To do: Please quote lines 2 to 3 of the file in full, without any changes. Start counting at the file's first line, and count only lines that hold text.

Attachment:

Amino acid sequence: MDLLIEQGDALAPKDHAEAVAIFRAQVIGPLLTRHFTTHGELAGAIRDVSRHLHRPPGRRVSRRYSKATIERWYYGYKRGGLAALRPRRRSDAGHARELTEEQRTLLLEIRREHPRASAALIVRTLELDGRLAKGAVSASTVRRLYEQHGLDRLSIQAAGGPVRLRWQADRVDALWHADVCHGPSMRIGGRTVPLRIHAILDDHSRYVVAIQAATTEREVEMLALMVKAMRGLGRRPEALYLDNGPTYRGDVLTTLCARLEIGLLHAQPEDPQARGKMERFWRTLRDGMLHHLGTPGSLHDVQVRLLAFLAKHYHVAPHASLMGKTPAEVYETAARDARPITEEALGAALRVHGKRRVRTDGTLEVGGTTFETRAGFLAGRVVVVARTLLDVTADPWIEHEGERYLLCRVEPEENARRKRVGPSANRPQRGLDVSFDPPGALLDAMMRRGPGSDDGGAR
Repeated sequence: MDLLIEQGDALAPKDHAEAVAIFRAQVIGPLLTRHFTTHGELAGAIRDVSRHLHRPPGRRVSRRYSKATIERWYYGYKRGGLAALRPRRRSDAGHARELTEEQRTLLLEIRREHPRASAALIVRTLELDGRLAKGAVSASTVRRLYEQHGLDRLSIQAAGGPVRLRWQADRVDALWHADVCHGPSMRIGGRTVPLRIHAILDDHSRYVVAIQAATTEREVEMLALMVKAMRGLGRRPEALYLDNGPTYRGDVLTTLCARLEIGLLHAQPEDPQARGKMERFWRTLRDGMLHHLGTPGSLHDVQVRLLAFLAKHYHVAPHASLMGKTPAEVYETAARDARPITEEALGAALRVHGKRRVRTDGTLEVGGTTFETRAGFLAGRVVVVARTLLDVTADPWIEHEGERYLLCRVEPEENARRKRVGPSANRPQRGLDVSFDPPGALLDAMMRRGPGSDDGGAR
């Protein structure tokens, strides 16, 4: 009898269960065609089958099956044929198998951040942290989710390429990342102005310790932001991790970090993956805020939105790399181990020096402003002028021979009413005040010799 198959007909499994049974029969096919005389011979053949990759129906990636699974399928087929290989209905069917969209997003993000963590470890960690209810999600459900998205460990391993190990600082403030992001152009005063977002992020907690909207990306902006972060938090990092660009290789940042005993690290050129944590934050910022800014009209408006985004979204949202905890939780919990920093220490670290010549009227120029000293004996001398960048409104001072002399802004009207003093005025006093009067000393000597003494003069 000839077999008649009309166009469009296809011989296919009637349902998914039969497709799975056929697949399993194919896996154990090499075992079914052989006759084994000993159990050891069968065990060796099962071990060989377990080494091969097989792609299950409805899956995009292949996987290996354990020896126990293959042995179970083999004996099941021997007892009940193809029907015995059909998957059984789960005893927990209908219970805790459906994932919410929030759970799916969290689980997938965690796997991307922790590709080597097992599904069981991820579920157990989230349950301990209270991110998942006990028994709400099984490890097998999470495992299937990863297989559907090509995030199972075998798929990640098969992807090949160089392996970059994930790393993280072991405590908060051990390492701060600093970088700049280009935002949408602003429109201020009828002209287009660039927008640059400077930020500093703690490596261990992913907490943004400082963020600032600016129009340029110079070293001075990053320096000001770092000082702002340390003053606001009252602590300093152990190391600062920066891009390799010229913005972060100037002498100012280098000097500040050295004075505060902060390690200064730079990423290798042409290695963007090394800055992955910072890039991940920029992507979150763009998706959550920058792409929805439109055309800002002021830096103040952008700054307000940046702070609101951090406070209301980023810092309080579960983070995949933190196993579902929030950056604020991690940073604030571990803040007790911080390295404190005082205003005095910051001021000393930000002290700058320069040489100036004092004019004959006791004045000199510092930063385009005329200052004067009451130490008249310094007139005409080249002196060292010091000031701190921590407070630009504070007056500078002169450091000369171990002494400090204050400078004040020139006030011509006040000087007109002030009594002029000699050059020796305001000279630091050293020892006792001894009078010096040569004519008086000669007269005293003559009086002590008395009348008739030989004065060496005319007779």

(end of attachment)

Repeated sequence: MDLLIEQGDALAPKDHAEAVAIFRAQVIGPLLTRHFTTHGELAGAIRDVSRHLHRPPGRRVSRRYSKATIERWYYGYKRGGLAALRPRRRSDAGHARELTEEQRTLLLEIRREHPRASAALIVRTLELDGRLAKGAVSASTVRRLYEQHGLDRLSIQAAGGPVRLRWQADRVDALWHADVCHGPSMRIGGRTVPLRIHAILDDHSRYVVAIQAATTEREVEMLALMVKAMRGLGRRPEALYLDNGPTYRGDVLTTLCARLEIGLLHAQPEDPQARGKMERFWRTLRDGMLHHLGTPGSLHDVQVRLLAFLAKHYHVAPHASLMGKTPAEVYETAARDARPITEEALGAALRVHGKRRVRTDGTLEVGGTTFETRAGFLAGRVVVVARTLLDVTADPWIEHEGERYLLCRVEPEENARRKRVGPSANRPQRGLDVSFDPPGALLDAMMRRGPGSDDGGAR
């Protein structure tokens, strides 16, 4: 009898269960065609089958099956044929198998951040942290989710390429990342102005310790932001991790970090993956805020939105790399181990020096402003002028021979009413005040010799 198959007909499994049974029969096919005389011979053949990759129906990636699974399928087929290989209905069917969209997003993000963590470890960690209810999600459900998205460990391993190990600082403030992001152009005063977002992020907690909207990306902006972060938090990092660009290789940042005993690290050129944590934050910022800014009209408006985004979204949202905890939780919990920093220490670290010549009227120029000293004996001398960048409104001072002399802004009207003093005025006093009067000393000597003494003069 000839077999008649009309166009469009296809011989296919009637349902998914039969497709799975056929697949399993194919896996154990090499075992079914052989006759084994000993159990050891069968065990060796099962071990060989377990080494091969097989792609299950409805899956995009292949996987290996354990020896126990293959042995179970083999004996099941021997007892009940193809029907015995059909998957059984789960005893927990209908219970805790459906994932919410929030759970799916969290689980997938965690796997991307922790590709080597097992599904069981991820579920157990989230349950301990209270991110998942006990028994709400099984490890097998999470495992299937990863297989559907090509995030199972075998798929990640098969992807090949160089392996970059994930790393993280072991405590908060051990390492701060600093970088700049280009935002949408602003429109201020009828002209287009660039927008640059400077930020500093703690490596261990992913907490943004400082963020600032600016129009340029110079070293001075990053320096000001770092000082702002340390003053606001009252602590300093152990190391600062920066891009390799010229913005972060100037002498100012280098000097500040050295004075505060902060390690200064730079990423290798042409290695963007090394800055992955910072890039991940920029992507979150763009998706959550920058792409929805439109055309800002002021830096103040952008700054307000940046702070609101951090406070209301980023810092309080579960983070995949933190196993579902929030950056604020991690940073604030571990803040007790911080390295404190005082205003005095910051001021000393930000002290700058320069040489100036004092004019004959006791004045000199510092930063385009005329200052004067009451130490008249310094007139005409080249002196060292010091000031701190921590407070630009504070007056500078002169450091000369171990002494400090204050400078004040020139006030011509006040000087007109002030009594002029000699050059020796305001000279630091050293020892006792001894009078010096040569004519008086000669007269005293003559009086002590008395009348008739030989004065060496005319007779």